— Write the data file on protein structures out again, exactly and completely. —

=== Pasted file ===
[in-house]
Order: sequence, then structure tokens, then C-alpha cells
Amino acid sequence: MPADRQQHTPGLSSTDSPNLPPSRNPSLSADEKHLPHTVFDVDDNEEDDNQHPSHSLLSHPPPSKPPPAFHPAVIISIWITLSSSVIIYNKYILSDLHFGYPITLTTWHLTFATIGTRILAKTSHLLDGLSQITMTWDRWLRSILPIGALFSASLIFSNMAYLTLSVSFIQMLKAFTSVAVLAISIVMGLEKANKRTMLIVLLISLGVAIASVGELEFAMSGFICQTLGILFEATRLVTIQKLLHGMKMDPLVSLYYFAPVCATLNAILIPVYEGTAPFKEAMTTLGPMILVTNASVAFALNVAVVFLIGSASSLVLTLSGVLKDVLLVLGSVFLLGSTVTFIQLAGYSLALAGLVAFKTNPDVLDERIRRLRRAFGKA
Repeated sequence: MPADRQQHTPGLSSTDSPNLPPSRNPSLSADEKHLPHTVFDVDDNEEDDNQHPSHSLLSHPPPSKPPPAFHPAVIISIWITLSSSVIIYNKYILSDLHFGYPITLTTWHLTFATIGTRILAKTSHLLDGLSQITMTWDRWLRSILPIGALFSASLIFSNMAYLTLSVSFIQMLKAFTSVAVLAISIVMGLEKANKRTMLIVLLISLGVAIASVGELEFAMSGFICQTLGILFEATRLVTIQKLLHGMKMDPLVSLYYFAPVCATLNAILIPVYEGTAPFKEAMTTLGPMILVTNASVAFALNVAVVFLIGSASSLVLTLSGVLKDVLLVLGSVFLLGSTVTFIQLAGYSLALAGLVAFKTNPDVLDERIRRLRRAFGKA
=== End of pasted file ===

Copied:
[in-house]
Order: sequence, then structure tokens, then C-alpha cells
Amino acid sequence: MPADRQQHTPGLSSTDSPNLPPSRNPSLSADEKHLPHTVFDVDDNEEDDNQHPSHSLLSHPPPSKPPPAFHPAVIISIWITLSSSVIIYNKYILSDLHFGYPITLTTWHLTFATIGTRILAKTSHLLDGLSQITMTWDRWLRSILPIGALFSASLIFSNMAYLTLSVSFIQMLKAFTSVAVLAISIVMGLEKANKRTMLIVLLISLGVAIASVGELEFAMSGFICQTLGILFEATRLVTIQKLLHGMKMDPLVSLYYFAPVCATLNAILIPVYEGTAPFKEAMTTLGPMILVTNASVAFALNVAVVFLIGSASSLVLTLSGVLKDVLLVLGSVFLLGSTVTFIQLAGYSLALAGLVAFKTNPDVLDERIRRLRRAFGKA
Repeated sequence: MPADRQQHTPGLSSTDSPNLPPSRNPSLSADEKHLPHTVFDVDDNEEDDNQHPSHSLLSHPPPSKPPPAFHPAVIISIWITLSSSVIIYNKYILSDLHFGYPITLTTWHLTFATIGTRILAKTSHLLDGLSQITMTWDRWLRSILPIGALFSASLIFSNMAYLTLSVSFIQMLKAFTSVAVLAISIVMGLEKANKRTMLIVLLISLGVAIASVGELEFAMSGFICQTLGILFEATRLVTIQKLLHGMKMDPLVSLYYFAPVCATLNAILIPVYEGTAPFKEAMTTLGPMILVTNASVAFALNVAVVFLIGSASSLVLTLSGVLKDVLLVLGSVFLLGSTVTFIQLAGYSLALAGLVAFKTNPDVLDERIRRLRRAFGKA